Creating a budget may not sound glamorous, but defining your financial goals and sticking with your plan to meet them can bring an incredible sense of satisfaction. Very often, budgeting involves a combination of successes with a few misses in between. A miss can be defined as those times that you didn’t budget at all or perhaps an occasion when you couldn’t stick with it and ultimately gave up. Life happens, and sometimes there are unexpected expenses that can hit you hard. Budgeting can also seem difficult to feel successful about, even when the bills are getting paid on time and you’re meeting your savings and retirement planning goals. It is life’s surprises that keep us guessing about good financial forecasting! This doesn’t mean you need to have psychic powers—sometimes all you need is a fresh look at what it means to plan a budget and make it work together with financial forecasting for your family and home.

Identifying your fixed and variable expenses

If you’re new to budgeting, the first step is to identify all of your expenses. To stick with your budget, take your time and have a thorough approach to your planning. You want to account for everything that you spend money on. These need to be categorized into fixed and variable expenses. Your fixed expenses are, for example:

  • Rent or mortgage
  • Electricity and utility bills
  • Mobile and wireless data plans
  • Insurance (home, auto, and other)
  • Car payment

These would qualify as your variable expenses:

  • Groceries
  • Clothing and shoes
  • Entertainment
  • Gas
  • Medical and prescriptions (not covered by insurance)
  • Emergencies

Your fixed expenses should remain relatively constant and be the foundation of long-term household expense planning. Your variable expenses are less predictable. For example, bad traffic on your commute due to a construction project can cause a gas bill to increase substantially. A family member’s lengthy visit can impact your grocery budget. An emergency repair on your car or a down payment on a new one could completely blow the variable portion of your yearly budget. Monitor the items in your variable expenses list. If you discover that you spend the same amount every month for one of your variable expenses, then you can begin to consider it a fixed expense.

Using an itemization tool on your checking or credit card account to categorize your expenses and calculate a total each month is a great place to start if you feel a bit overwhelmed by the prospect of budget creation. You can certainly keep track with a good old pen and paper, or with a simple spreadsheet, but you also have many options for free or inexpensive mobile apps to download to your phone to help make budget tracking accurate and convenient. These are all great ways to get your finances organized, and when you’re ready, you can seek the help of a financial planner to help you utilize all of this data in the most effective way. A good advisor will assess your goals, look at your budget, and help guide your subsequent financial decisions.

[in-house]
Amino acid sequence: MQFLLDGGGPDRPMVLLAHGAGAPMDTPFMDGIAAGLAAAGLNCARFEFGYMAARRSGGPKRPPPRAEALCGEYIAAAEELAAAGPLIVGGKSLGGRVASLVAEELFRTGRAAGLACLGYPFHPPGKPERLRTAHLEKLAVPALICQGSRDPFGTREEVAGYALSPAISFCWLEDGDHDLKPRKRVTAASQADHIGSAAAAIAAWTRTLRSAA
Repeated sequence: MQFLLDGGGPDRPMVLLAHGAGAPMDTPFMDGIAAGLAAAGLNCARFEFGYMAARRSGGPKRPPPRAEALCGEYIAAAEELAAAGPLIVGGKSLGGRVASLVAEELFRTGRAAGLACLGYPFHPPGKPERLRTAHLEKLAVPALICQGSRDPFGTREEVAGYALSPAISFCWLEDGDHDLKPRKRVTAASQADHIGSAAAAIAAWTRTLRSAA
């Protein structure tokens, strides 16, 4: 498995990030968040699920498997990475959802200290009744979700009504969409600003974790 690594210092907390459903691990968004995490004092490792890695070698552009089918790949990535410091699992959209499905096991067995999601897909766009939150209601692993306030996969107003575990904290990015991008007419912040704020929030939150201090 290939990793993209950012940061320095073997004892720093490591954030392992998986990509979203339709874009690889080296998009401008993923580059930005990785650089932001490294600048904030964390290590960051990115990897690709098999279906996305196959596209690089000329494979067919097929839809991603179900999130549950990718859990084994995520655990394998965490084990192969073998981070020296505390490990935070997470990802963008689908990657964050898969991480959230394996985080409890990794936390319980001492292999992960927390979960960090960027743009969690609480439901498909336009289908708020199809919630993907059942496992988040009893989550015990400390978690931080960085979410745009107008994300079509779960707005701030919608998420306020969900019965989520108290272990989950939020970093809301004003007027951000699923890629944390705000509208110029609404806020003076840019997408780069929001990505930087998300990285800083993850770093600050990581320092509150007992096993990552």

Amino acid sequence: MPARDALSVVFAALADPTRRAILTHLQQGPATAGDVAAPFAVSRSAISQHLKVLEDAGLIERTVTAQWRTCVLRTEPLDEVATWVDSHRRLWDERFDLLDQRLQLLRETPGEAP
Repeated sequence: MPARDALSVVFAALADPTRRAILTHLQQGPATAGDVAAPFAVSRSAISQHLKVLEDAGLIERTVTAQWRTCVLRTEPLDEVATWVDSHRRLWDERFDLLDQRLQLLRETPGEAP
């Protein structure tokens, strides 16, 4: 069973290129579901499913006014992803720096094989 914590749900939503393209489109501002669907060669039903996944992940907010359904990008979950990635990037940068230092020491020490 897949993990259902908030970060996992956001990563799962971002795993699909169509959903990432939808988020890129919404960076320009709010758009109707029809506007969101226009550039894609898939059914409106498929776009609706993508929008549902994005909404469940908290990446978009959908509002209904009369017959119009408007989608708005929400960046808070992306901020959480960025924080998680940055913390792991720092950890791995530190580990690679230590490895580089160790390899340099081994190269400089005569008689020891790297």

What exactly is financial forecasting?

Financial forecasting is a prediction model based on the use of known variables. Think of it as an estimated measurement of future expenses by accounting for variable expenses from the past. Some variables that would be included in financial forecasting would be:

  • Salary increases
  • Income tax increase
  • Bonuses
  • Vacation expense
  • Household preventative maintenance

Prediction models lose accuracy as the time horizon lengthens, but financial forecasts can be adjusted whenever a new variable enters the picture. The advantage of going through the exercise (and effort) of financial forecasting is to help you to better prepare for fluctuations in incoming and outgoing cash flows. After just a year of using financial forecasting, you get to uncover how closely the actual results compare to estimated results. For the current fiscal year, you and your financial planner will use the previous year’s results to fine-tune a more accurate model than before. It can be exciting to think that you can build predictions for your family’s finances in the same way that operations managers do for a business. It’s almost like having a family office. This can be especially valuable if you have a busy household with many types of transactions going through each month.

Partnering with an expert to explore the financial weather ahead

With so many activities and a full schedule in your busy life, it’s not always easy to control costs or find out where resources are getting wasted. The great thing about budgeting and forecasting is that there’s no hard and fast rule that you can only change inputs once a year. Go ahead and update your model in 6 months if an unforeseen factor appears. Even a 3-month update might be needed for major budgetary changes. Over just a short time, you can develop a budget that you can live with comfortably and a financial forecast that becomes a more accurate prediction of your livelihood each year. Additionally, an ongoing relationship with a trusted financial advisor will be key to feeling an increased comfort with where your finances currently stand, and where they may be heading.

SD Mayer is committed to helping individuals and families plan and succeed with their household budgets. They treat their clients with a holistic financial approach, and can help you develop a forecast as part of your financial strategy. If you’re interested in learning more, contact us today. 

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